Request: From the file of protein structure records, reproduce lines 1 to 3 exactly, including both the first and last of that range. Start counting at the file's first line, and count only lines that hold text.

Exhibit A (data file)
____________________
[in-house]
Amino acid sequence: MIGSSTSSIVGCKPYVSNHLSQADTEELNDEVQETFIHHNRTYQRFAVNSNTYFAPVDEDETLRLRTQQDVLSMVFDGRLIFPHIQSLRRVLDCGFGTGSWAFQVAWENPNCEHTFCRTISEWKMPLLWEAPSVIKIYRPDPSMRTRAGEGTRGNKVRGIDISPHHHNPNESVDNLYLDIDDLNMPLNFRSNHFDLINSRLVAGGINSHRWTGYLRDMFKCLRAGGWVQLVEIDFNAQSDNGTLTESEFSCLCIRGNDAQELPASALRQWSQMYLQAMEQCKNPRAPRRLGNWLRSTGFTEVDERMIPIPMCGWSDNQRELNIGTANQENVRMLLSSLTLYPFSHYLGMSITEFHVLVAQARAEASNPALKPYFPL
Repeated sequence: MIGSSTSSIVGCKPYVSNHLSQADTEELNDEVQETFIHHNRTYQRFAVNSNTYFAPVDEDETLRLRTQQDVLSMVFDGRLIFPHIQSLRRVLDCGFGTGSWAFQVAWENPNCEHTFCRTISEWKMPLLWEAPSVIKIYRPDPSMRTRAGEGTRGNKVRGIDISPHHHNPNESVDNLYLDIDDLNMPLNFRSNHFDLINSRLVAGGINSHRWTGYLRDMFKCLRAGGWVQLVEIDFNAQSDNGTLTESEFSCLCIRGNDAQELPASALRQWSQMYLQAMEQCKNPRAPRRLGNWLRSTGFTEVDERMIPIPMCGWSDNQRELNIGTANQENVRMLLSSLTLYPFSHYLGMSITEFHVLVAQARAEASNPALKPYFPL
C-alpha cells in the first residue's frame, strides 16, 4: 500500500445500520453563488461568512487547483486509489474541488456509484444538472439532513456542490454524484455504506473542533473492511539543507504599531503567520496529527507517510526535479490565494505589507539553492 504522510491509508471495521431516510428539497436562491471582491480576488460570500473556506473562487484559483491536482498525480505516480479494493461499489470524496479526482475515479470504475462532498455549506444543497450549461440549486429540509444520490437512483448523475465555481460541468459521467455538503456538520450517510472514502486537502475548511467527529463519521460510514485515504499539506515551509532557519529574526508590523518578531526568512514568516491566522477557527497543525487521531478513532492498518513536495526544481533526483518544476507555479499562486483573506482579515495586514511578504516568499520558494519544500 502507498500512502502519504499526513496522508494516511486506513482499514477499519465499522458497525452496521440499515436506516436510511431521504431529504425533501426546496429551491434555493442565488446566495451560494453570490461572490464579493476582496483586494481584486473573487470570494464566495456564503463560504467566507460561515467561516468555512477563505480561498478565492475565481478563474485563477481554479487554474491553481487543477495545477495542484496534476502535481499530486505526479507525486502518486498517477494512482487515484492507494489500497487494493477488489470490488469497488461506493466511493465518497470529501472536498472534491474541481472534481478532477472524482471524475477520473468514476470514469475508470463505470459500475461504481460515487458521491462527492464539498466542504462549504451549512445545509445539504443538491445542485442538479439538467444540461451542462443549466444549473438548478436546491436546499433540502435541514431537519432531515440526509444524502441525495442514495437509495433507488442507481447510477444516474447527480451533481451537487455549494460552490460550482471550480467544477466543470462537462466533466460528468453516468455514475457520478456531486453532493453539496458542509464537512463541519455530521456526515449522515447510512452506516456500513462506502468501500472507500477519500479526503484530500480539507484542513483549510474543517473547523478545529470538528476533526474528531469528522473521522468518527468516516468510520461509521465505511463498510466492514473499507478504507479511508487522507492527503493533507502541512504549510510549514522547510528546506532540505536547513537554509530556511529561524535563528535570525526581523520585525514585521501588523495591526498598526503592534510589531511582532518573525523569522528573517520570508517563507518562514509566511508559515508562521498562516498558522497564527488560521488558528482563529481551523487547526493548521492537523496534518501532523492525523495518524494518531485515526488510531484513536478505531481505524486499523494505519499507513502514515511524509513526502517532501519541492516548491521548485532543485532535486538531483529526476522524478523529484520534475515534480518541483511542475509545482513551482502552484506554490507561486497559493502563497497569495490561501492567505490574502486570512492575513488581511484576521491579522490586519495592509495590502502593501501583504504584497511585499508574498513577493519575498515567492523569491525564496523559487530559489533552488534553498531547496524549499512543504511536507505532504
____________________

[in-house]
Amino acid sequence: MIGSSTSSIVGCKPYVSNHLSQADTEELNDEVQETFIHHNRTYQRFAVNSNTYFAPVDEDETLRLRTQQDVLSMVFDGRLIFPHIQSLRRVLDCGFGTGSWAFQVAWENPNCEHTFCRTISEWKMPLLWEAPSVIKIYRPDPSMRTRAGEGTRGNKVRGIDISPHHHNPNESVDNLYLDIDDLNMPLNFRSNHFDLINSRLVAGGINSHRWTGYLRDMFKCLRAGGWVQLVEIDFNAQSDNGTLTESEFSCLCIRGNDAQELPASALRQWSQMYLQAMEQCKNPRAPRRLGNWLRSTGFTEVDERMIPIPMCGWSDNQRELNIGTANQENVRMLLSSLTLYPFSHYLGMSITEFHVLVAQARAEASNPALKPYFPL
Repeated sequence: MIGSSTSSIVGCKPYVSNHLSQADTEELNDEVQETFIHHNRTYQRFAVNSNTYFAPVDEDETLRLRTQQDVLSMVFDGRLIFPHIQSLRRVLDCGFGTGSWAFQVAWENPNCEHTFCRTISEWKMPLLWEAPSVIKIYRPDPSMRTRAGEGTRGNKVRGIDISPHHHNPNESVDNLYLDIDDLNMPLNFRSNHFDLINSRLVAGGINSHRWTGYLRDMFKCLRAGGWVQLVEIDFNAQSDNGTLTESEFSCLCIRGNDAQELPASALRQWSQMYLQAMEQCKNPRAPRRLGNWLRSTGFTEVDERMIPIPMCGWSDNQRELNIGTANQENVRMLLSSLTLYPFSHYLGMSITEFHVLVAQARAEASNPALKPYFPL